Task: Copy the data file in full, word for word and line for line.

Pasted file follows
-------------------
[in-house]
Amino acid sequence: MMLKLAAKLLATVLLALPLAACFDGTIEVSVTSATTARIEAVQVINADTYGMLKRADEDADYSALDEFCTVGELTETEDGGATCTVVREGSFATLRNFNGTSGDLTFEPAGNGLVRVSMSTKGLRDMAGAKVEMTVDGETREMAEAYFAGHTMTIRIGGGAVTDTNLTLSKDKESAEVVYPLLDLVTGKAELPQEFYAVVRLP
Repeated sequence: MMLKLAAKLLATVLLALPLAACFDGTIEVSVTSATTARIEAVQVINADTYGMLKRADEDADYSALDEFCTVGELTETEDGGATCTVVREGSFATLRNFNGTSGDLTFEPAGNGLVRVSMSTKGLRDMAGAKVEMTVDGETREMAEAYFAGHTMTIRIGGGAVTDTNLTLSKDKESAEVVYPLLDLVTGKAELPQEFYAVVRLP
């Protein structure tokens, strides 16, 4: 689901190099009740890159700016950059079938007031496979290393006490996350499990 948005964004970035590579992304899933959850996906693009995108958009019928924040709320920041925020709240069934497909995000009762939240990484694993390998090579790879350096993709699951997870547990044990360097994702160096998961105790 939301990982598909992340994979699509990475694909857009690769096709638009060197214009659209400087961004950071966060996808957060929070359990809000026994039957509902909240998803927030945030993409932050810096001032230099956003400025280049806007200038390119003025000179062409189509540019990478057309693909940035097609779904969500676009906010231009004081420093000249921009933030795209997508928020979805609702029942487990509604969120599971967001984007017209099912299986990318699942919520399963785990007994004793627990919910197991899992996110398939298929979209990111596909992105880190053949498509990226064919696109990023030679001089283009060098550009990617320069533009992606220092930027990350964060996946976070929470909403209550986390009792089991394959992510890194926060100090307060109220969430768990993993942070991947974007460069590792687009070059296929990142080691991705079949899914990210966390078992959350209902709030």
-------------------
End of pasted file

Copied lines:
[in-house]
Amino acid sequence: MMLKLAAKLLATVLLALPLAACFDGTIEVSVTSATTARIEAVQVINADTYGMLKRADEDADYSALDEFCTVGELTETEDGGATCTVVREGSFATLRNFNGTSGDLTFEPAGNGLVRVSMSTKGLRDMAGAKVEMTVDGETREMAEAYFAGHTMTIRIGGGAVTDTNLTLSKDKESAEVVYPLLDLVTGKAELPQEFYAVVRLP
Repeated sequence: MMLKLAAKLLATVLLALPLAACFDGTIEVSVTSATTARIEAVQVINADTYGMLKRADEDADYSALDEFCTVGELTETEDGGATCTVVREGSFATLRNFNGTSGDLTFEPAGNGLVRVSMSTKGLRDMAGAKVEMTVDGETREMAEAYFAGHTMTIRIGGGAVTDTNLTLSKDKESAEVVYPLLDLVTGKAELPQEFYAVVRLP
């Protein structure tokens, strides 16, 4: 689901190099009740890159700016950059079938007031496979290393006490996350499990 948005964004970035590579992304899933959850996906693009995108958009019928924040709320920041925020709240069934497909995000009762939240990484694993390998090579790879350096993709699951997870547990044990360097994702160096998961105790 939301990982598909992340994979699509990475694909857009690769096709638009060197214009659209400087961004950071966060996808957060929070359990809000026994039957509902909240998803927030945030993409932050810096001032230099956003400025280049806007200038390119003025000179062409189509540019990478057309693909940035097609779904969500676009906010231009004081420093000249921009933030795209997508928020979805609702029942487990509604969120599971967001984007017209099912299986990318699942919520399963785990007994004793627990919910197991899992996110398939298929979209990111596909992105880190053949498509990226064919696109990023030679001089283009060098550009990617320069533009992606220092930027990350964060996946976070929470909403209550986390009792089991394959992510890194926060100090307060109220969430768990993993942070991947974007460069590792687009070059296929990142080691991705079949899914990210966390078992959350209902709030």